A problem emerges in my habitat generalization, of course.  I have found Blue-winged Warblers in equally wild land.   But I also have found a common player where ranges overlap--European Honeysuckle.  My realization is just tantalizing enough as a hypothesis to maybe find its way into research.  As I write this, I find myself looking into the research of the Golden-winged Warbler Working Group to see if they have had a common thought... Could a European exotic provide ecological stimulus to influence hybridization?

Brewster's Warbler in young white oak

Brewster's Warbler lurking behind the honeysuckle flowers

Foraging in the honeysuckle

A wonderfully wet May, all around life is flourishing.  Time moves along relentlessly, and for just one month each year, Wisconsin shares nearly the same climatological data as a Costa Rican rain forest. The birds are here, back from the tropics, joining our resident birds, and they are busy!

Belted Kingfisher and beaver pond

Tree Swallow and overcast sky

All images were made with a Canon 7D, Canon 300mm f4L IS lens, and a lot of drizzle, fog, and cloud. A beautiful, tropical day along the St. Croix River!  Spend a little time afield with the Brewster's Warbler here at my YouTube channel!  https://www.youtube.com/watch?v=2xcsjcRIjaU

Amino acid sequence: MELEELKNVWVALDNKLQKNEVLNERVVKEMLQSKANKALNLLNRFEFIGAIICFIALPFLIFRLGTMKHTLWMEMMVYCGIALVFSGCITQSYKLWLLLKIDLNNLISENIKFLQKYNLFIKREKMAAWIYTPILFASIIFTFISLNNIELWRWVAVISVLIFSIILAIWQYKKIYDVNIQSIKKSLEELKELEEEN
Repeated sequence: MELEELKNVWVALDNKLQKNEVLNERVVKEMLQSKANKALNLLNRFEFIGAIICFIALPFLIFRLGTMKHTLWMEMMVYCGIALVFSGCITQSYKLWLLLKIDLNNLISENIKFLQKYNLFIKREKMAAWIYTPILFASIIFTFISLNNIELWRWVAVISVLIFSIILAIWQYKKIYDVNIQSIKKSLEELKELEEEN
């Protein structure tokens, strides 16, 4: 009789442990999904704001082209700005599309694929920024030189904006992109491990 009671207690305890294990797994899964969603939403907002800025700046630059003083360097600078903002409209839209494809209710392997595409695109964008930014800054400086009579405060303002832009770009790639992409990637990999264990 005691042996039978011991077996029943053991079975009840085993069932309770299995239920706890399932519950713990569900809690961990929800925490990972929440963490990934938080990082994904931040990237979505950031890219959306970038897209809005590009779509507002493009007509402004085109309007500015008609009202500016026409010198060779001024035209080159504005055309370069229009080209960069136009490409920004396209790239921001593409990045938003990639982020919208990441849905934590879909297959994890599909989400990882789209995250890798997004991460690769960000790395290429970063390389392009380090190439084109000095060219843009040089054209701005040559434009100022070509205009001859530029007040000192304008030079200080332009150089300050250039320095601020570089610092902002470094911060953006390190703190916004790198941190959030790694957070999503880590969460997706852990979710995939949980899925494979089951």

Wednesday, March 18, 2015

Back When There Was Film...

Sedge Wren and Aggressive Display                     Date: UNKNOWN

There is a certain beauty to film.  Only a few years ago, we loved the different grains and the character given to an image by its imperfection.  We chose films for their colors.  I was a big fan of Velvia and Provia for their "Spring and Summer up at the Lake" kinds of colors, but I also loved the look of Kodak Lumier S.  The "S" stood for "Saturated".  The saturation leaned toward "warm."  Perhaps the greatest beauty to the film was the simple fact that we could get away with just a little more imperfection in our craft.  A razor-sharp look at a bird's eye was still ideal, but there just wasn't enough information in the protein-and-chemical matrix to cause us to throw out a shot if we loved it. I have grown to love the sense of anonymity in time presented by my old film.  There is no digital stamp, no record of travels in a series of numbered files.  A lone slide in a sheet of twenty archived favorites is at high risk for sliding into mystery, giving up its exact time and context to the aging memory.  This Sedge Wren was photographed amid the alders on the south end of a dirt road in Burnett County, Wisconsin.  I still know the exact spot.  The dirt road still exists as a levy, and the wire-grass sedge and alder lowland still beckons me to explore.  This Sedge Wren sang a territorial song there one year in late May, perhaps June.  It was after 2003 and before 2007.  It was a beautiful day that I remember well, but I really don't remember when it happened.   Sometimes the joy in a memory is the strength of the grain and the imperfection in the image.